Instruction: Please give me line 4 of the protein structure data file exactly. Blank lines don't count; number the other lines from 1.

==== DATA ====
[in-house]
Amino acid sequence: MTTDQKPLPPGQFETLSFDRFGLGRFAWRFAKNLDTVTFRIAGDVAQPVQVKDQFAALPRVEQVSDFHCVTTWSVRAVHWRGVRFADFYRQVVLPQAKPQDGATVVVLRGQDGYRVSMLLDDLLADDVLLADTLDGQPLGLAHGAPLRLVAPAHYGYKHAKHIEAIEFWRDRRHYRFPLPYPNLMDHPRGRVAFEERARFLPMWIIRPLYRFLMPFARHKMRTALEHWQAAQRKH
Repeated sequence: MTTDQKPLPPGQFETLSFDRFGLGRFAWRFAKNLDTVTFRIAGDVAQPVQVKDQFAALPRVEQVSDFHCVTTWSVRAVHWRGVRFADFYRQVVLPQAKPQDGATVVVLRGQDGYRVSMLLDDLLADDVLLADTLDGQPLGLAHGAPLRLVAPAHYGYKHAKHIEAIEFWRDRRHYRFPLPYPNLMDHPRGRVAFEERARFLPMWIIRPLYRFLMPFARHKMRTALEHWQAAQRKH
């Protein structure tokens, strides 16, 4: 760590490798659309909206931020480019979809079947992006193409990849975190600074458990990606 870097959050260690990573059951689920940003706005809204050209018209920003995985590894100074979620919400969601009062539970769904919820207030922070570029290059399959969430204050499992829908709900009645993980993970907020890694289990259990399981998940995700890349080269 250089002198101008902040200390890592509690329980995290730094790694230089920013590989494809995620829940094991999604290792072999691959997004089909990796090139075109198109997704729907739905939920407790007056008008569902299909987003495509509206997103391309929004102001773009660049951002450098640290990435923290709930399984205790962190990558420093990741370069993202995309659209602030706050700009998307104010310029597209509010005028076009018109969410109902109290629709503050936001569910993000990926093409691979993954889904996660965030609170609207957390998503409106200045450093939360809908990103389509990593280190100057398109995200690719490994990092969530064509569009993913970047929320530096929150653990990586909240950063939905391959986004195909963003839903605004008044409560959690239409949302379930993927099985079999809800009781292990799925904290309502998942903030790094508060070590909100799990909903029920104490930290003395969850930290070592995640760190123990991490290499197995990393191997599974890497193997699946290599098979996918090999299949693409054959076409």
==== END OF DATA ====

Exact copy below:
């Protein structure tokens, strides 16, 4: 760590490798659309909206931020480019979809079947992006193409990849975190600074458990990606 870097959050260690990573059951689920940003706005809204050209018209920003995985590894100074979620919400969601009062539970769904919820207030922070570029290059399959969430204050499992829908709900009645993980993970907020890694289990259990399981998940995700890349080269 250089002198101008902040200390890592509690329980995290730094790694230089920013590989494809995620829940094991999604290792072999691959997004089909990796090139075109198109997704729907739905939920407790007056008008569902299909987003495509509206997103391309929004102001773009660049951002450098640290990435923290709930399984205790962190990558420093990741370069993202995309659209602030706050700009998307104010310029597209509010005028076009018109969410109902109290629709503050936001569910993000990926093409691979993954889904996660965030609170609207957390998503409106200045450093939360809908990103389509990593280190100057398109995200690719490994990092969530064509569009993913970047929320530096929150653990990586909240950063939905391959986004195909963003839903605004008044409560959690239409949302379930993927099985079999809800009781292990799925904290309502998942903030790094508060070590909100799990909903029920104490930290003395969850930290070592995640760190123990991490290499197995990393191997599974890497193997699946290599098979996918090999299949693409054959076409």